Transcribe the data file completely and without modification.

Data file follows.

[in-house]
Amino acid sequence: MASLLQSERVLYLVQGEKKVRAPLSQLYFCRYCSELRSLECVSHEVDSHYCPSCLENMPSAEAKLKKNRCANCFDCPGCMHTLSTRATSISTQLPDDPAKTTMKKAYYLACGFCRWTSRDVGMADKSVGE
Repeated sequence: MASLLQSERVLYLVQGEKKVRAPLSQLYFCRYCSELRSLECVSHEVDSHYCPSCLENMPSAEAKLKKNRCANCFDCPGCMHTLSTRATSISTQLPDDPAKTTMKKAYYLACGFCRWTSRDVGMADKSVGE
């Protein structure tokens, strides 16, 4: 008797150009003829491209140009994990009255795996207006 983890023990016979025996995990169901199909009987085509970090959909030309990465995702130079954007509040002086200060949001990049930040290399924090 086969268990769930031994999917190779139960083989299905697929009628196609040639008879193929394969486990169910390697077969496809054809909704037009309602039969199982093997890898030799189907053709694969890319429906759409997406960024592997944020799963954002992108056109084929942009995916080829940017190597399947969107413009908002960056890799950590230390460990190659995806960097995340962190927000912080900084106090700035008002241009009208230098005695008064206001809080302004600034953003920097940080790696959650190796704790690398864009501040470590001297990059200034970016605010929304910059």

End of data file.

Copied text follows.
[in-house]
Amino acid sequence: MASLLQSERVLYLVQGEKKVRAPLSQLYFCRYCSELRSLECVSHEVDSHYCPSCLENMPSAEAKLKKNRCANCFDCPGCMHTLSTRATSISTQLPDDPAKTTMKKAYYLACGFCRWTSRDVGMADKSVGE
Repeated sequence: MASLLQSERVLYLVQGEKKVRAPLSQLYFCRYCSELRSLECVSHEVDSHYCPSCLENMPSAEAKLKKNRCANCFDCPGCMHTLSTRATSISTQLPDDPAKTTMKKAYYLACGFCRWTSRDVGMADKSVGE
């Protein structure tokens, strides 16, 4: 008797150009003829491209140009994990009255795996207006 983890023990016979025996995990169901199909009987085509970090959909030309990465995702130079954007509040002086200060949001990049930040290399924090 086969268990769930031994999917190779139960083989299905697929009628196609040639008879193929394969486990169910390697077969496809054809909704037009309602039969199982093997890898030799189907053709694969890319429906759409997406960024592997944020799963954002992108056109084929942009995916080829940017190597399947969107413009908002960056890799950590230390460990190659995806960097995340962190927000912080900084106090700035008002241009009208230098005695008064206001809080302004600034953003920097940080790696959650190796704790690398864009501040470590001297990059200034970016605010929304910059």